The current CI practice specializes in eliminating task, or step-level, work and at times, simplifying activity. But the competencies and skills needed for this detail-level improvement are not the same as those needed for larger business transformation projects. As this larger mission-critical transformation project work is started, the CI staff is often unable to provide the needed skills. This limits the group's flexibility and its ability to provide greater benefits.
Because continuous improvement teams normally have mastered many of the skills that will be needed for mission-critical projects, they are the most likely target of training investment and fertile ground for building a solid business transformation competency. Doing so will allow the continuous improvement team to be effective across both continuous improvement and business transformation projects.
Future outlook: High-stakes transformation
When business transformation and operational improvement are viewed over time, a clear cycle of improvement and transformation emerges. This cycle typically involves large transformation-type change with periods of small improvement. Because this is a long cycle, it often goes unnoticed.
In IT, we transformed in the 1970s when we went to online systems (CICS applications that used "screens"; the term monitor wasn't widely used for another 10 years). We transformed again in the mid-1980s with PCs and again with the internet. I was part of these transformations. And now, there are even bigger transformations ahead with business process management systems (BPMS), robotic process automation (RPA) and artificial intelligence (AI), supported by the cloud, big data and even faster, more flexible computing technology. The transformations of the past were disruptive and invasive, but they were critical to helping companies compete and thus stay in business. The transformation that is coming will likely prove to be even more critical to business because it reflects the shift of advanced technology into the hands of people around the globe.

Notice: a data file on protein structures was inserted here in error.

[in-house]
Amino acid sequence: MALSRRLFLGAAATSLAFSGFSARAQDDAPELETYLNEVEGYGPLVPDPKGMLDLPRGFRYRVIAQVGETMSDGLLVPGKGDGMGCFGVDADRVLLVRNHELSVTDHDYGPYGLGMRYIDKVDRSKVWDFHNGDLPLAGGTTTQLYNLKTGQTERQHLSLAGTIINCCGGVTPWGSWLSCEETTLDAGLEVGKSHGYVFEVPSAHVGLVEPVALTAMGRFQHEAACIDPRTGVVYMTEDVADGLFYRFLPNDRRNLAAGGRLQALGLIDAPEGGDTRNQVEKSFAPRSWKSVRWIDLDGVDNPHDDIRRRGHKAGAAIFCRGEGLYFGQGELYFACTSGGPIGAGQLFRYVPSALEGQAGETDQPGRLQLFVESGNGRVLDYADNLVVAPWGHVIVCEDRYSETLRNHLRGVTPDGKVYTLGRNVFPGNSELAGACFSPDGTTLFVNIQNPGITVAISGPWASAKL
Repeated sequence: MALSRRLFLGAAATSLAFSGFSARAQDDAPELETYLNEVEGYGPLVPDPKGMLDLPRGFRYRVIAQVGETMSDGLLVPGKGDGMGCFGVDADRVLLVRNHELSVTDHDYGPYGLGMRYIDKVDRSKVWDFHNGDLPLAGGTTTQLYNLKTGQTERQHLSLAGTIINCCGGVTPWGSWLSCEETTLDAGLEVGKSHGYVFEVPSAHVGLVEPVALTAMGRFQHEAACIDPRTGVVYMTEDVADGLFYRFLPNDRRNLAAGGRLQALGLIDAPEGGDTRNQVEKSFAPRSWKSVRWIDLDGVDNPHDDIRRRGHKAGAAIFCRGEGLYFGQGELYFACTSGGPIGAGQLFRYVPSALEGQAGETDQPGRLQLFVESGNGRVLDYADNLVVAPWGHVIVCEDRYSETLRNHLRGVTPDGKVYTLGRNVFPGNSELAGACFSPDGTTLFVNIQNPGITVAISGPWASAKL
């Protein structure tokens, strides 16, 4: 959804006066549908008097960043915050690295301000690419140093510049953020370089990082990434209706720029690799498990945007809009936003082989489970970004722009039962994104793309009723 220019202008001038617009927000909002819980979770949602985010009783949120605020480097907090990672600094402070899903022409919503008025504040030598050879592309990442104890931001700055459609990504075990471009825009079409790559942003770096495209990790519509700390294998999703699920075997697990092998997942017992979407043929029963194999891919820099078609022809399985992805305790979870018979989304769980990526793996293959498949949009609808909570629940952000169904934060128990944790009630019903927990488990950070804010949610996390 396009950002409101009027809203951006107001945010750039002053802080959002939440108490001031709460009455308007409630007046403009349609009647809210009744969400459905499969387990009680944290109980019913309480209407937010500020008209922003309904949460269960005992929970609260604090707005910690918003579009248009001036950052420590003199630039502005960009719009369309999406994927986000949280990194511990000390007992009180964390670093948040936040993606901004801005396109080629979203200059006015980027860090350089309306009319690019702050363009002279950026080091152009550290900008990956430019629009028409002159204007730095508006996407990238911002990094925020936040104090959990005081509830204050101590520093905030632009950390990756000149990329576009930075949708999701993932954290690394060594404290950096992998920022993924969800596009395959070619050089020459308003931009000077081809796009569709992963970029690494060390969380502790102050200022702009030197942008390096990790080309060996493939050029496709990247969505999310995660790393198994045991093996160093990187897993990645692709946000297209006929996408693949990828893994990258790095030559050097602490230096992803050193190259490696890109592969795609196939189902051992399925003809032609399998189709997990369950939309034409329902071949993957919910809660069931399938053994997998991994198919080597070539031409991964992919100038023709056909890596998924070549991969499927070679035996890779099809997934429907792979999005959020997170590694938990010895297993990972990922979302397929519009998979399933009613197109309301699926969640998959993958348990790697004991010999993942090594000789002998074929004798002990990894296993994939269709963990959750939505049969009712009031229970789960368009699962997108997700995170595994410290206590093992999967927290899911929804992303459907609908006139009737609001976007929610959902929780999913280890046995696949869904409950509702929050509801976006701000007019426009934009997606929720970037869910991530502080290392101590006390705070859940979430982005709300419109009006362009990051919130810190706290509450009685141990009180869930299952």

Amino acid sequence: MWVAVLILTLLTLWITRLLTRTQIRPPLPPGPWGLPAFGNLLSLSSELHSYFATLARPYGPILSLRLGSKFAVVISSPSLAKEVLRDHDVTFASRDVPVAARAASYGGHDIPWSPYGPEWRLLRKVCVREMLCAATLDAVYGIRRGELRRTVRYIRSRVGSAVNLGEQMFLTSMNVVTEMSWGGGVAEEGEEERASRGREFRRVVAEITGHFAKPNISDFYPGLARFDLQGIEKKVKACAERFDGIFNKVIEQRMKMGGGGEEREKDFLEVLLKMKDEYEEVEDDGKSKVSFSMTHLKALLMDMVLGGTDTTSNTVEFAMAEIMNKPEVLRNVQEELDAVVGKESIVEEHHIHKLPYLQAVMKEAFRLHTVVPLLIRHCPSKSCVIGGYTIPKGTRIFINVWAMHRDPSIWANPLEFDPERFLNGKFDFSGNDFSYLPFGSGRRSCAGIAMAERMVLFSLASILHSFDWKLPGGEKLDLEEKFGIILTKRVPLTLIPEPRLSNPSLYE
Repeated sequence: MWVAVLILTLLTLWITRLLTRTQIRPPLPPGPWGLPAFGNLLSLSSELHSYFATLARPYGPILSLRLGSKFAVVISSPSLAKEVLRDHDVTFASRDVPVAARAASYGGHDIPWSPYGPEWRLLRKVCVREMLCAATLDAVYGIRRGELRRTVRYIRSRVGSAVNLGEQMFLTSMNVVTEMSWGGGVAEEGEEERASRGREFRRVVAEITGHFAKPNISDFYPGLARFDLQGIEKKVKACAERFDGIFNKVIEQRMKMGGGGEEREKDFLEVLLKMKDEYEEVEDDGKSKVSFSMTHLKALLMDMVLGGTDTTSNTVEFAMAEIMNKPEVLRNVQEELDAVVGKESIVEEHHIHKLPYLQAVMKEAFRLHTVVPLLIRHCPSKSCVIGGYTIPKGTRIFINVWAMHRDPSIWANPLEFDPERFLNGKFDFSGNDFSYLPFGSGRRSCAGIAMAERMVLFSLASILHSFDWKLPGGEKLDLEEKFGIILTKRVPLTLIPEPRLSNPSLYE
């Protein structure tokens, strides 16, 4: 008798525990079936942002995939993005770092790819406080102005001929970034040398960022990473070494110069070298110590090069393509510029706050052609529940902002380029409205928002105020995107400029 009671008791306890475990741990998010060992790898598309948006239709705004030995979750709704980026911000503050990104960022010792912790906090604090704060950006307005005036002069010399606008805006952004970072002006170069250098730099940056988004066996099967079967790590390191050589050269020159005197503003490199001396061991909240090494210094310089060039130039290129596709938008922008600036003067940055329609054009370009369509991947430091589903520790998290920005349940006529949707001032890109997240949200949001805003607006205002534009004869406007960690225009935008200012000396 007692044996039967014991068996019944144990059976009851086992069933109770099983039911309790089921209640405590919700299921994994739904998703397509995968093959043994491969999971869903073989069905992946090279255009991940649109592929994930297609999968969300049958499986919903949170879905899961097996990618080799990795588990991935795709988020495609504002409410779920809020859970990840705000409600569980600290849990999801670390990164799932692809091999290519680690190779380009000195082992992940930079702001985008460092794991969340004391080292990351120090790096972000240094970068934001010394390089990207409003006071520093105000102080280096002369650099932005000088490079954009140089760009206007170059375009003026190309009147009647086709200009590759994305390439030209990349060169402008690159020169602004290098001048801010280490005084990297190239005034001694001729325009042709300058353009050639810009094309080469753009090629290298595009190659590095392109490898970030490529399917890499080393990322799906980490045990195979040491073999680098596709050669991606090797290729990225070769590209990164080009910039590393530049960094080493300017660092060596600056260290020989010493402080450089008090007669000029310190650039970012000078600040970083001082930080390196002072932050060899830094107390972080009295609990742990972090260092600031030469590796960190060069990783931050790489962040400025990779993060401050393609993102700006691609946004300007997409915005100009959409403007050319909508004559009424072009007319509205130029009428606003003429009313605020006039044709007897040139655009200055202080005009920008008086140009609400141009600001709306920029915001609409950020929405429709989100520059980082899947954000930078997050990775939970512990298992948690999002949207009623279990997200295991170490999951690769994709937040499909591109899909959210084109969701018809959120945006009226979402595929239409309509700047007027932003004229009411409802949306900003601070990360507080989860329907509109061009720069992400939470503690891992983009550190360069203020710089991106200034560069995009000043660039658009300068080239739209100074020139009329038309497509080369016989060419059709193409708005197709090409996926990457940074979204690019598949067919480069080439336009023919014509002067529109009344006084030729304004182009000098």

Business transformation: The rethinking and redesign of significant parts of a business operation, challenging current thinking and IT support capabilities. Transformations tend to be cyclic with fairly long periods of continuous improvement work between the transformations.
Continuous improvement: Narrowly focused projects to eliminate problems, improve efficiency, reduce certain costs and address government regulations. These tend to be small, fast projects that may or may not result in changes to application systems.
To help with the coming transformation, companies will need to build business and IT transformation capabilities that represent the next evolution of CI and BPM.
With these factors at play, many industry experts and CIOs are deciding that the real goal of both business and IT transformation is flexibility -- not a single product or capability. Many people believe this flexibility will be a critical competitive differentiator in the future and that moving to this type of environment should be considered in each transformation project.
By aiming for flexibility, CIOs, the IT department and the resulting technology environment will be better able to respond to CI requirements, and the group will have an easier time evolving into one that supports true transformation. It will also help CI business analysts evolve into process analysts and process architects.